Post Published on April 16, 2011.
Last Updated on April 24, 2016 by davemackey.
A subject of controversy for years has been whether internet sales should be taxed (or not). Currently, if you purchase an item from an out-of-state seller you do not pay sales tax on the purchase. This follows a similar practice that has long held true for mail-order catalogs across state boundaries.
On a regular basis the states attempt to implement sales tax laws for the internet, the federal government establishes moratoriums on some of these taxes, and various businesses (most notably Amazon) go to battle with states over whether or not affiliates count as a business presence in a state and thus whether they are responsible for collecting sales tax.
Theoretically, folks should still be paying sales tax on items they purchase – if that item hasn’t already had sales tax charged. This is called a use tax, but the law is generally unenforced and would be extremely difficult to enforce – should the states decide to do so. Instead, it relies upon individuals submitting use tax forms to the government along with a check in the amount of the sales tax that should have been charged.
I’m a big tech/internet geek and stereotypically this would mean I oppose internet sales taxes and support a tax moratorium – but that isn’t the case. I figure sales taxes for the internet is just a matter of time – so here is how I would recommend the federal government handle the issue:
- Payment gateway providers are already used by all websites making sales to process these payments in electronic form.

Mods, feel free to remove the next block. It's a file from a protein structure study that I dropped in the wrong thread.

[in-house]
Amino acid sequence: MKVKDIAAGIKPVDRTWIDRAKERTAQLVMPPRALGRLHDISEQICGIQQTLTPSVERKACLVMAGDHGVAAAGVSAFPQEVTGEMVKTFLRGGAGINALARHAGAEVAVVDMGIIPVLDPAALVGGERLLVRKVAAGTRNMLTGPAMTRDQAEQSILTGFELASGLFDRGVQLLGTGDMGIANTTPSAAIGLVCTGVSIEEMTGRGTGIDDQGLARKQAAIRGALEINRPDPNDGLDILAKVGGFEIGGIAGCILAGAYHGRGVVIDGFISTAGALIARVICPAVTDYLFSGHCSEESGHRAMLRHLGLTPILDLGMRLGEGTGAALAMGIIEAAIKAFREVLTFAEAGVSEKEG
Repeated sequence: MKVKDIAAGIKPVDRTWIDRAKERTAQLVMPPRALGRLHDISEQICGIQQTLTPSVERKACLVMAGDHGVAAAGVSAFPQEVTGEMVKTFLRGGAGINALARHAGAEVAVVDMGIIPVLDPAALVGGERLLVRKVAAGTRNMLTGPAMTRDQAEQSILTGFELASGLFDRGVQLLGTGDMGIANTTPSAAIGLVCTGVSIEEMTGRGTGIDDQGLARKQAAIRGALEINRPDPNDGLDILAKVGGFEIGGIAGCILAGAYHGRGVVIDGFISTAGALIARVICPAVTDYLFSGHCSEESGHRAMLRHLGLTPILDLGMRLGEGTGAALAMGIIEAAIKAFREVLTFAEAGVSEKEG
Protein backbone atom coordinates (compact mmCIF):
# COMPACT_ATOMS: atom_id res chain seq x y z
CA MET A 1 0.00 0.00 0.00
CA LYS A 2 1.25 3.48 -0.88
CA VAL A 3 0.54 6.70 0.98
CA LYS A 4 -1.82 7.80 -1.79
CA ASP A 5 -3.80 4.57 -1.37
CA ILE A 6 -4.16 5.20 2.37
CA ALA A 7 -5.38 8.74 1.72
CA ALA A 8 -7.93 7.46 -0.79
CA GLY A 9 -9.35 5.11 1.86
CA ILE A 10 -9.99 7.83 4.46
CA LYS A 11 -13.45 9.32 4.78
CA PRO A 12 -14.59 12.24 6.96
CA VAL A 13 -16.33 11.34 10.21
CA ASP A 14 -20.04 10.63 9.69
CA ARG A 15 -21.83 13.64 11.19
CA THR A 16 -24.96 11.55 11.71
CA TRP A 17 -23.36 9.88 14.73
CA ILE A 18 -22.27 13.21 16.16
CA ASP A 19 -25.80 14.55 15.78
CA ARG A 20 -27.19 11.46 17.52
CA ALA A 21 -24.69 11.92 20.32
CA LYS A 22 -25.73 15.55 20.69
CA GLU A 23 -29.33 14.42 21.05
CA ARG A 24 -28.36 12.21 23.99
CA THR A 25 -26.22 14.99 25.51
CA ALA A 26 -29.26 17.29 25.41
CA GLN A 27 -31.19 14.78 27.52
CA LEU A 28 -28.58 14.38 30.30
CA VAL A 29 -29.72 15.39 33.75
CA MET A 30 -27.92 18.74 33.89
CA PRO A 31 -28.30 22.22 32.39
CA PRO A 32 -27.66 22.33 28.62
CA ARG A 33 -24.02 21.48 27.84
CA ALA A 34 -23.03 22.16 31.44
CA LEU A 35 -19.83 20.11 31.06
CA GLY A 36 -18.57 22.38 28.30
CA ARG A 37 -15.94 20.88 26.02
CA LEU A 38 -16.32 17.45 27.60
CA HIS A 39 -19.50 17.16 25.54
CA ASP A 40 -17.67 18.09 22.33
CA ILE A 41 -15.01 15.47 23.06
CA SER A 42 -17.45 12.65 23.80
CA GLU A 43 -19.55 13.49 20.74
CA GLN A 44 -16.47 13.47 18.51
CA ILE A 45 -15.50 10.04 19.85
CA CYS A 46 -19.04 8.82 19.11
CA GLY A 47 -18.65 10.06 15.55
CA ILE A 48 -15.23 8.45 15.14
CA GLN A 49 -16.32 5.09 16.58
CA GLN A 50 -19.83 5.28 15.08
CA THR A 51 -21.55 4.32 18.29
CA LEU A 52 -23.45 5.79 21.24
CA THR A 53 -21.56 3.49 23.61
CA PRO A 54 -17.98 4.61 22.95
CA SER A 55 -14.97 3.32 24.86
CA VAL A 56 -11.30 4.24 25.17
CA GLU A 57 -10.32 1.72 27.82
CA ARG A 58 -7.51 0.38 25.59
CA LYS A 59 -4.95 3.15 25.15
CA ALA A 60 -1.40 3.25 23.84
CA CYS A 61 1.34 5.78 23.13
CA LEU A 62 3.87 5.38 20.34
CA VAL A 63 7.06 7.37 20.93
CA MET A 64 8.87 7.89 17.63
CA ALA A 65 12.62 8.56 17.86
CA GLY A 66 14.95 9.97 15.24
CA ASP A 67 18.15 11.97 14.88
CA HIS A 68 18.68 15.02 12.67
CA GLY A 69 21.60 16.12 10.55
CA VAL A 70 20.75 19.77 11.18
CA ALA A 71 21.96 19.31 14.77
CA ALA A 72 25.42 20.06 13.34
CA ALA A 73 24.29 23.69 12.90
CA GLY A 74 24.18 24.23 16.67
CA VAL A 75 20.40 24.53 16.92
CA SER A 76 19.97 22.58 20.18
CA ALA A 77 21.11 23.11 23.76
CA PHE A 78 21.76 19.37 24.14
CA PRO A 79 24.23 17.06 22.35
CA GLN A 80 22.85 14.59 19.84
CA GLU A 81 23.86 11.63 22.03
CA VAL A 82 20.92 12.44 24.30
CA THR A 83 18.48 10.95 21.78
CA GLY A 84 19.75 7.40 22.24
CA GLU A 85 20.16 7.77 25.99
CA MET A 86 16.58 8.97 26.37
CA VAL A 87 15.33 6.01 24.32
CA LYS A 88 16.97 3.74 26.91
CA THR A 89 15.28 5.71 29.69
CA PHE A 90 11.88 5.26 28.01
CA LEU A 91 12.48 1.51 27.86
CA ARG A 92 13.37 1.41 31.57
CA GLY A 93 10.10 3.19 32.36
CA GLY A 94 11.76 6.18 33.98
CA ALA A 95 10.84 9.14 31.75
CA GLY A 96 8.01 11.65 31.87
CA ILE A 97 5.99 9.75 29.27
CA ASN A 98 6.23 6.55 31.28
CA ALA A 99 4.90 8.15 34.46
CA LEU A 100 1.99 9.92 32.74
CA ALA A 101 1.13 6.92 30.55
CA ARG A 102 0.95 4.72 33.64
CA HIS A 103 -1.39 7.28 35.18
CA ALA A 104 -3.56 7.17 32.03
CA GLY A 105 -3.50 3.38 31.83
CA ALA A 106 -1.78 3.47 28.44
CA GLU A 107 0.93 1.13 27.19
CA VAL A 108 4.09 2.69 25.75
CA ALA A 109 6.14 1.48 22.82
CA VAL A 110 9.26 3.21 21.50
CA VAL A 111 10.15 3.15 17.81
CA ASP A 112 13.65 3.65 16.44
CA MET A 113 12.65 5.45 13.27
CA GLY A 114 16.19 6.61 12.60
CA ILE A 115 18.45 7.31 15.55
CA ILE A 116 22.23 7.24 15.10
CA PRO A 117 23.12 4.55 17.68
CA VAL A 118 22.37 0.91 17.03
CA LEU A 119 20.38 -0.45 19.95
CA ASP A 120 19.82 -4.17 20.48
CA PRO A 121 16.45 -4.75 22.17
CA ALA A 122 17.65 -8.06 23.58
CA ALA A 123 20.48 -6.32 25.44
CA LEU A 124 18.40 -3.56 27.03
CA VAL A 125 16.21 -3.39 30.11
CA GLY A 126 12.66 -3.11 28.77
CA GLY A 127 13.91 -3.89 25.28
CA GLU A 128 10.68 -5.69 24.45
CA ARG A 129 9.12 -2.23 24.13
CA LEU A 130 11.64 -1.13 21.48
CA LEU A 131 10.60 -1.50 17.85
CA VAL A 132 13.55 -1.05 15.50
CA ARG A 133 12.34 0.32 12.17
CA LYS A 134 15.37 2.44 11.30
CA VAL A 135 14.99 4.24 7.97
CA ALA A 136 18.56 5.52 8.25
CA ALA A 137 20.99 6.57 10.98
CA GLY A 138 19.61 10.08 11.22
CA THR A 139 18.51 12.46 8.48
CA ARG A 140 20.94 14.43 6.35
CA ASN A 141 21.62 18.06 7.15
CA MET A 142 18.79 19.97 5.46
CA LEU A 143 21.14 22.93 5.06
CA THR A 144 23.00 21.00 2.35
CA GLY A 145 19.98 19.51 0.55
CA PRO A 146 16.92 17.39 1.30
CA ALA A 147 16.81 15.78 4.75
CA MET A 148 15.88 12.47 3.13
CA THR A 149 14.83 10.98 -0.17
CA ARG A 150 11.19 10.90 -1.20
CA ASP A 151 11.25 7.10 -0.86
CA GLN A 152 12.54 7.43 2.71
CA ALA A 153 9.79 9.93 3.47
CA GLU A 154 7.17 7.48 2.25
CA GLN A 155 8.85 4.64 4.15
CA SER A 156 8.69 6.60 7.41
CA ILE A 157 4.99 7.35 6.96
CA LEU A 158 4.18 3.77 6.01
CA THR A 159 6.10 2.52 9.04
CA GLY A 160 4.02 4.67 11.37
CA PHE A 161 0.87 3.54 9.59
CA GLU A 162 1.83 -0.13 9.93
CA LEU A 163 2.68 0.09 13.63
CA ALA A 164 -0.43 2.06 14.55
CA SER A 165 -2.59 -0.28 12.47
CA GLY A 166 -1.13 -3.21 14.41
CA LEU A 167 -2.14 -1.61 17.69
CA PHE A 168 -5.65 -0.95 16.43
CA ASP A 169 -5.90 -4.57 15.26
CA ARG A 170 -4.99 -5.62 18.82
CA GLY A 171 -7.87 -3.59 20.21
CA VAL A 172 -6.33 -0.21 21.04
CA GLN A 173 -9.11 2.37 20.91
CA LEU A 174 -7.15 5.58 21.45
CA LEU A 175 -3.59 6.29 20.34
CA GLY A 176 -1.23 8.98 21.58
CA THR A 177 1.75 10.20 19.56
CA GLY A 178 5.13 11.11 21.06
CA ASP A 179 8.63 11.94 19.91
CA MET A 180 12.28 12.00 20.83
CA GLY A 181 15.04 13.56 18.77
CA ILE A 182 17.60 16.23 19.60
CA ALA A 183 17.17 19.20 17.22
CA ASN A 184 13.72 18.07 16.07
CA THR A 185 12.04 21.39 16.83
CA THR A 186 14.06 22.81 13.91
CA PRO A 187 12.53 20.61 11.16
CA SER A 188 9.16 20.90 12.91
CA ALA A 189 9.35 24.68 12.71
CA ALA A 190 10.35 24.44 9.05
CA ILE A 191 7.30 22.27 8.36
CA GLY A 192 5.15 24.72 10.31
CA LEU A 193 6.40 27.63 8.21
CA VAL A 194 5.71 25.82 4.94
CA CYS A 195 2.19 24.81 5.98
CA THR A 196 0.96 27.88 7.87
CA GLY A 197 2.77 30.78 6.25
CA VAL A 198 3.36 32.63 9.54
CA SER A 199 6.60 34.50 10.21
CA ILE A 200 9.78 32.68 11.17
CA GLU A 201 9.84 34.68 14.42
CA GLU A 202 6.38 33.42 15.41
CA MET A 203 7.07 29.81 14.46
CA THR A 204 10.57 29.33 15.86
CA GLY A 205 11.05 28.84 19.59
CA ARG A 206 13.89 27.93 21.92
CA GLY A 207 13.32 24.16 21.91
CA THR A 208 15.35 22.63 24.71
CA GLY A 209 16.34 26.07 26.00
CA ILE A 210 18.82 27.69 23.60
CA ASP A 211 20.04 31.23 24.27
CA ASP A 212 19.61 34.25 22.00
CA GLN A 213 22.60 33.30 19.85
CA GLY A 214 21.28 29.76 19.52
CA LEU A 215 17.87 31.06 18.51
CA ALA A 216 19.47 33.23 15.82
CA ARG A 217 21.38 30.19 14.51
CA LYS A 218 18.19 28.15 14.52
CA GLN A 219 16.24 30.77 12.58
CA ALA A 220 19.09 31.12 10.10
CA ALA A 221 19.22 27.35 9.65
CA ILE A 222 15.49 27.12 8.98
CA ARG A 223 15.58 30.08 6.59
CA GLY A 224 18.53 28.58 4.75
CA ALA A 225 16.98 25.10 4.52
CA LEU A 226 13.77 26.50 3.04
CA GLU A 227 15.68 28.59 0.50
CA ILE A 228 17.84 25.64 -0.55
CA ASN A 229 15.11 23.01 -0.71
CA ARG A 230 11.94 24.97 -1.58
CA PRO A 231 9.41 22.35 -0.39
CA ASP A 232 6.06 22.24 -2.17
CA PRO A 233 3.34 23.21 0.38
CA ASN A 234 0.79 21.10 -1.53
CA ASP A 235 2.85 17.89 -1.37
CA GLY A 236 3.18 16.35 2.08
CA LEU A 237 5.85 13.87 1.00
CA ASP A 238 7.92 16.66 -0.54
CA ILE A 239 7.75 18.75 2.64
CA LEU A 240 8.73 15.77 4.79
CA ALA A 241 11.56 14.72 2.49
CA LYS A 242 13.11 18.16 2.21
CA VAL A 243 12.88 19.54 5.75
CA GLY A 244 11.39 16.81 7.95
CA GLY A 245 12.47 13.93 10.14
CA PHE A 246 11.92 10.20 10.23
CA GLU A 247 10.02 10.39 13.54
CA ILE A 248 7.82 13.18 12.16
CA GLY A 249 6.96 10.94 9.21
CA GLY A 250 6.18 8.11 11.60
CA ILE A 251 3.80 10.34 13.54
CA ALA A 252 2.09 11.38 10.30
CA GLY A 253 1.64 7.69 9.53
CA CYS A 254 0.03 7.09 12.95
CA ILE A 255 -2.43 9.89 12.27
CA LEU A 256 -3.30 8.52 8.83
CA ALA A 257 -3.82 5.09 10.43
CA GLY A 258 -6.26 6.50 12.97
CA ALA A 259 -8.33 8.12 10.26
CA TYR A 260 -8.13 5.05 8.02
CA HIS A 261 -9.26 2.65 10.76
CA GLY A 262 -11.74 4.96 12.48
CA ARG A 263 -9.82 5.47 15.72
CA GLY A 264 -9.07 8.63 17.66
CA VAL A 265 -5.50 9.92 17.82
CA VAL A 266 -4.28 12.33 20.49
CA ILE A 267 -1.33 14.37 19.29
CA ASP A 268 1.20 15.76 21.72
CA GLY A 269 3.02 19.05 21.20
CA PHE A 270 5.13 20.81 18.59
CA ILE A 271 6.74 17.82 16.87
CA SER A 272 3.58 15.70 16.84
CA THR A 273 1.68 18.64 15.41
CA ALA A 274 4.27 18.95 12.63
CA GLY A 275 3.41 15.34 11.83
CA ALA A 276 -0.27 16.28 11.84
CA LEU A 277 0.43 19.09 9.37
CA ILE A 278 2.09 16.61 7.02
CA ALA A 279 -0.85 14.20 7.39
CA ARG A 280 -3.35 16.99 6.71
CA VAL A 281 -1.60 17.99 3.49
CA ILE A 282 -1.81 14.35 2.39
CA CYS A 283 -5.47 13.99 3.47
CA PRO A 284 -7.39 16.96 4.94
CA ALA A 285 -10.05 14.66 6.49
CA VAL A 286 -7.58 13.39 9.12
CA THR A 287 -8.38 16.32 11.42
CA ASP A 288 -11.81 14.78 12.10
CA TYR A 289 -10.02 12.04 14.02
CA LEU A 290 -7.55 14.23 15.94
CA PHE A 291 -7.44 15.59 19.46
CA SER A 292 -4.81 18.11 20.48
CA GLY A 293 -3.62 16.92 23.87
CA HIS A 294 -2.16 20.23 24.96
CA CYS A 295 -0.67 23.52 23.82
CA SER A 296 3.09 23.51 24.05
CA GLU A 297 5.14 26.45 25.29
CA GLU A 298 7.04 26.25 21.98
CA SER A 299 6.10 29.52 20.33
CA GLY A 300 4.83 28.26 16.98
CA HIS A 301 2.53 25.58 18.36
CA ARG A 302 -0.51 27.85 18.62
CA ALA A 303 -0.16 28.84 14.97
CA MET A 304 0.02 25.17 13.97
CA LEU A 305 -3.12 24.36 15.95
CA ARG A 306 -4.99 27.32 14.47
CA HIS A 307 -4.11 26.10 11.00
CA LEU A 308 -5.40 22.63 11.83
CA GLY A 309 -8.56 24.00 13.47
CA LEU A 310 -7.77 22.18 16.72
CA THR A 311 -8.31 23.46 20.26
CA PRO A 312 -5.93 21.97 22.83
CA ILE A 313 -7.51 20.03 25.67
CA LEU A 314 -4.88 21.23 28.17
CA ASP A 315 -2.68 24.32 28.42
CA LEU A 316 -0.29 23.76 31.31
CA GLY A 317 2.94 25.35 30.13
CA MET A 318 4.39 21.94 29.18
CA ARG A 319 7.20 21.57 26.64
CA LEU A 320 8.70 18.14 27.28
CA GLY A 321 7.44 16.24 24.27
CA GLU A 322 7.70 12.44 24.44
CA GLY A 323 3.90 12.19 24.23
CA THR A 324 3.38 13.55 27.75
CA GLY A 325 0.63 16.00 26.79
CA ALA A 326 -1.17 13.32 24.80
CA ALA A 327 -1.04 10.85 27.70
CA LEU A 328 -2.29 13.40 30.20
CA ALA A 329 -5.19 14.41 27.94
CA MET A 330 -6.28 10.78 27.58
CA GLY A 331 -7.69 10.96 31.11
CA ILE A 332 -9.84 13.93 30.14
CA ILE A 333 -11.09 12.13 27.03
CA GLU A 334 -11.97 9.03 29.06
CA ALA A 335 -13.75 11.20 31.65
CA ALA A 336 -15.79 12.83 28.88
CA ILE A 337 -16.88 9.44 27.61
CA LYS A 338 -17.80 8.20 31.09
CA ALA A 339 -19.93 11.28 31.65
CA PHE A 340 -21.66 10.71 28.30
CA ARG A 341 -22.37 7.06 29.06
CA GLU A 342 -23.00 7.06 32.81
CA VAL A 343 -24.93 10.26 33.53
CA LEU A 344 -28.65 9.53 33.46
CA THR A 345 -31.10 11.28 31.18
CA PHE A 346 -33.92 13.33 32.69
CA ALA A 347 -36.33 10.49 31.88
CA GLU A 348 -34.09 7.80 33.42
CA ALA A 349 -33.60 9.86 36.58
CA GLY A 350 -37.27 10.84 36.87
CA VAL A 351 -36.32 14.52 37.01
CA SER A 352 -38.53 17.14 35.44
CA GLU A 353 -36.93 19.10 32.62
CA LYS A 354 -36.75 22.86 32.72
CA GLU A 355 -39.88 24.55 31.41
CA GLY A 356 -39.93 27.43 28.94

- It would be fairly simple to either (a) have the payment gateway providers do the processing of sales tax or (b) create a similar process which would integrate in a similar manner with sales websites.
- When an individual makes a purchase this federal integration component would note the shipping destination and report back to the sales site how much sales tax should be appended.
- Once the order is placed and the customer charged, the sales tax would be transferred into the account of the above noted state.
- The end.
This is a really simple process for accomplishing internet sales tax. It requires minimal effort (a few lines of code changes) for the selling company, no changes for purchaser (except for paying the sales tax), and minimal overhead for the federal government.
Here are a few concerns that might arise (in my mind) and my proposed solutions:
Is it fair that the destination state receives the sales tax instead of the state in which the item was purchased? I’m not sure it is fair, but it is simple – and, generally speaking, it should all even out.
Won’t people stop purchasing online if sales tax is collected? I can’t speak for everyone, but the prices one receives via internet purchases are generally better than those made from local sales – whether or not the sales tax is included. Further, it is a matter of significant convenience to have a product shipped to your door rather than going out and purchasing it. I wouldn’t expect a significant decrease in sales.